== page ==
The Crucible Act 1 Notable Characters
Negative initial impression from Miller’s introductory commentaries: “In history he cut a villainous path, and there is very little good to be said for him”
Feels hard done by no matter what he does or where he goes. Miller’s commentary proves this:“He believe he was being persecuted wherever he went…”
Evidently in conflict with others in the village.
Self-absorbed character, we can see this when Betty (his daughter) has been accused of being associated with witchcraft he worries about what that means for his name in the village, not so much about her wellbeing.
He has a very short temper; when Tituba (the slave) asks the reverend about Betty he instantly shouts at her to leave.
Extremely defensive of himself since he is aware that any accusations of witchery will blacken his name in the village. “[his eyes going wide open] No-No. There be no unnatural cause here.”
Doesn’t like for people to disagree with him: notably John Proctor whom he does not see eye to eye with.
Hale is highly respected and Parris knows that it is a good idea to have him on his side. Therefore, he sucks up to him. “[delighted] Mr Hale! Oh! It’s good to see you again!.”
Feels as if he is superior to everyone else and is not given the respect he feels he deserves:“I am not some preaching farmer with a book under my arm; I am a graduate of Harvard College”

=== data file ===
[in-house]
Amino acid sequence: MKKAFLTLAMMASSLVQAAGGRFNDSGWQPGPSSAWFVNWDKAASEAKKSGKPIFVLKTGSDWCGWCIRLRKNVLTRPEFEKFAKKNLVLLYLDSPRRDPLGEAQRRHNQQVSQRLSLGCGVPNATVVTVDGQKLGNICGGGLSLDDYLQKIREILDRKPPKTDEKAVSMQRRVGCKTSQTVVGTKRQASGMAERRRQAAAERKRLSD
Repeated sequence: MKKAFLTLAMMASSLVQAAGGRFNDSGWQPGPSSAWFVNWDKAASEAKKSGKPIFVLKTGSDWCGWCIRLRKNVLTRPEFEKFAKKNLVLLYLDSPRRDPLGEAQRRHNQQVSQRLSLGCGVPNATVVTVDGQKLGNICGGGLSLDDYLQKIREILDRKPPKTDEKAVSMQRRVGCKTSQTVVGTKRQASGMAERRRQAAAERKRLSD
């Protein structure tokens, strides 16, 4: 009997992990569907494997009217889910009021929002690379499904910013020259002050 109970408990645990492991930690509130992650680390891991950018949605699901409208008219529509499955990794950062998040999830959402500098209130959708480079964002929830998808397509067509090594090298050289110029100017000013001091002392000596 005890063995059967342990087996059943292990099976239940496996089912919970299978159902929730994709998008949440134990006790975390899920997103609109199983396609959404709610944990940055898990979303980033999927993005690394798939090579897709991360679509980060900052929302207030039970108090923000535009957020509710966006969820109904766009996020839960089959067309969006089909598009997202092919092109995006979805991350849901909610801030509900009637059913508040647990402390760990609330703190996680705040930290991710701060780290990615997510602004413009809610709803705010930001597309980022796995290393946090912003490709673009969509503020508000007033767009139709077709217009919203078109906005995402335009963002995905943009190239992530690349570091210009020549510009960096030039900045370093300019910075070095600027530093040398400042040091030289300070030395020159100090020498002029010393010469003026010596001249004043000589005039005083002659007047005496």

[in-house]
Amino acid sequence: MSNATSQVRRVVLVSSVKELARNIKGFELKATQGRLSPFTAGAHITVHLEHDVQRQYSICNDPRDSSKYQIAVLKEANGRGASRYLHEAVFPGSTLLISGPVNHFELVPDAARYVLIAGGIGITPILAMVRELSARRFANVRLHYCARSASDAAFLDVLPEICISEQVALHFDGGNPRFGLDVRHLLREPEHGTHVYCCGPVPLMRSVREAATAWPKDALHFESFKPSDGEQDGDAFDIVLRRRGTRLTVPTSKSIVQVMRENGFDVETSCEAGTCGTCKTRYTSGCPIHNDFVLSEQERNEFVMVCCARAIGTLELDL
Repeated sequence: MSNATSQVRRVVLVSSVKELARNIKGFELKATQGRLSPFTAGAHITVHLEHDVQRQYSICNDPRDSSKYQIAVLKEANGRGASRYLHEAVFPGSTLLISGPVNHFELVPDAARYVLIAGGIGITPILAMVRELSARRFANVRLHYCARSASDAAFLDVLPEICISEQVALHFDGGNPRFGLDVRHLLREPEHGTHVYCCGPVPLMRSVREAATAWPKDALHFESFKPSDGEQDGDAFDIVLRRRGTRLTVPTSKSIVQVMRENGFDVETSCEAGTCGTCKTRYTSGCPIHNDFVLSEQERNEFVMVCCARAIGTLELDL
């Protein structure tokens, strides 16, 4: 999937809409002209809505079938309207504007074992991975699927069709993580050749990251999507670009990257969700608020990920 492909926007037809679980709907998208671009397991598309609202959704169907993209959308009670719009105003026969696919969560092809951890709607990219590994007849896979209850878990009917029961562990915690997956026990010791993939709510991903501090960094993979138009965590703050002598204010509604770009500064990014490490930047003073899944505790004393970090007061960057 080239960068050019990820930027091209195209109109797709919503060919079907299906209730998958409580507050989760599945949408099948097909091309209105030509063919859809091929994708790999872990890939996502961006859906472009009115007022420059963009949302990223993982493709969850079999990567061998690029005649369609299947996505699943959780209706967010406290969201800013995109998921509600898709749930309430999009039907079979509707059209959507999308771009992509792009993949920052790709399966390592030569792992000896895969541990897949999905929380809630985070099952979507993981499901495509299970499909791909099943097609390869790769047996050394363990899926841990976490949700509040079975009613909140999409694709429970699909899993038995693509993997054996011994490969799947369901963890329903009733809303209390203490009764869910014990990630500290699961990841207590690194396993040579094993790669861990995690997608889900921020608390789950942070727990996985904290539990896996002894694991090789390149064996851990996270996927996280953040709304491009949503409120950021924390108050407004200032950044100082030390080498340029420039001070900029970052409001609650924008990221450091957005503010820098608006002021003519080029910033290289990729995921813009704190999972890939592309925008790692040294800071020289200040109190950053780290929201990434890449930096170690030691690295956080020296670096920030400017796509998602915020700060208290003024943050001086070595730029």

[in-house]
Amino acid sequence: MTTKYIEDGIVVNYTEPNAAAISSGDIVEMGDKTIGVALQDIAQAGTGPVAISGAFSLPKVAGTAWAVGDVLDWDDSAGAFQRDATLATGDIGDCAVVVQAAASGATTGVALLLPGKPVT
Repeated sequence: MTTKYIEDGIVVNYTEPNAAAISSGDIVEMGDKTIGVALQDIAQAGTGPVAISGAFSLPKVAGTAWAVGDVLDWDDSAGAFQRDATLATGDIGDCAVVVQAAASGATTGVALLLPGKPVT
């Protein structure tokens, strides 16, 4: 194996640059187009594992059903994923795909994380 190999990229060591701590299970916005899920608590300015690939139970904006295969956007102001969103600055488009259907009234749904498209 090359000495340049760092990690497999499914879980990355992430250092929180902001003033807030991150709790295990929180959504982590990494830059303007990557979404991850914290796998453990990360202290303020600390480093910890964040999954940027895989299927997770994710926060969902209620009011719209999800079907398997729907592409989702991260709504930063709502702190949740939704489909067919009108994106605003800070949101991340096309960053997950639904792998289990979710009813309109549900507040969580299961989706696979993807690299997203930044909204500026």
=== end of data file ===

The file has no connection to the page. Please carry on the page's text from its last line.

Ironically responsible for the witch hunt (leading questions) starts the name calling by putting suggestions into people’s subconscious.
Miller describes him as “Nearing forty, tight-skinned, eager-eyed, and intellectual”
He is afraid of spirits but is not afraid to say there is not an evil presence. (Irrational)
He believes he has had contact with the Devil.
Ironically assures everyone: ‘We cannot look to superstition in this. The Devil is precise’– superstition is exactly what allows events to proceed.
His studying and practice can now be put into practice and good use.
His goal is light, goodness and its preservation.
Relates himself to kings, philosophers, scientist and Ecclesiastes of all churches.
Relies on books and study/ enters carrying “half a dozen heavy books” as he lacks real practice or experience.
Miller informs us that ‘Reverend Hale conceives of himself much as a young doctor on his first call. His painfully acquired armoury of symptoms, catchwords, and diagnostic procedures are now to be put to good use at last.’
Quick to respond to others / in command.
Acts kindly towards all, to create a good impression and win them over. “But I suppose you look as such a good soul should.”
Refers heavily to his books: first appears on stage ‘loaded down with half a dozen heavy books’ – a potent symbol of his character, also can be seen as a burden on him.
Hale suggests / puts into Tituba’s head ideas and people’s names in order to get results.